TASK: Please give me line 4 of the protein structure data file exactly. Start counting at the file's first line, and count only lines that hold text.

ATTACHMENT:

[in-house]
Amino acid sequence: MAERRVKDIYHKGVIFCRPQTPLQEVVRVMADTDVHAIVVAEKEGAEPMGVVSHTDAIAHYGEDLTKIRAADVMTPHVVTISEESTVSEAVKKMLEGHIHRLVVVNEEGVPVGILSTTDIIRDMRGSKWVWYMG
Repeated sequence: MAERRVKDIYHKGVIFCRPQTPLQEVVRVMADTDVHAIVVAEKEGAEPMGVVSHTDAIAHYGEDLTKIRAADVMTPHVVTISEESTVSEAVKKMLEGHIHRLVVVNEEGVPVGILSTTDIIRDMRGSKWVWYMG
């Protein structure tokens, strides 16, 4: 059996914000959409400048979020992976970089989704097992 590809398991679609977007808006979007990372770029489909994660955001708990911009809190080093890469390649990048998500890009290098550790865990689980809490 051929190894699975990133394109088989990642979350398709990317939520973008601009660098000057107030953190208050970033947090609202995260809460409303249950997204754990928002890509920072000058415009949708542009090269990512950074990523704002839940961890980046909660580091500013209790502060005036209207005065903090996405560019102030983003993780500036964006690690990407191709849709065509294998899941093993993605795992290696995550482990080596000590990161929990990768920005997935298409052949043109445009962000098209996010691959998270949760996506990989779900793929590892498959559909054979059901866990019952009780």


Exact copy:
């Protein structure tokens, strides 16, 4: 059996914000959409400048979020992976970089989704097992 590809398991679609977007808006979007990372770029489909994660955001708990911009809190080093890469390649990048998500890009290098550790865990689980809490 051929190894699975990133394109088989990642979350398709990317939520973008601009660098000057107030953190208050970033947090609202995260809460409303249950997204754990928002890509920072000058415009949708542009090269990512950074990523704002839940961890980046909660580091500013209790502060005036209207005065903090996405560019102030983003993780500036964006690690990407191709849709065509294998899941093993993605795992290696995550482990080596000590990161929990990768920005997935298409052949043109445009962000098209996010691959998270949760996506990989779900793929590892498959559909054979059901866990019952009780």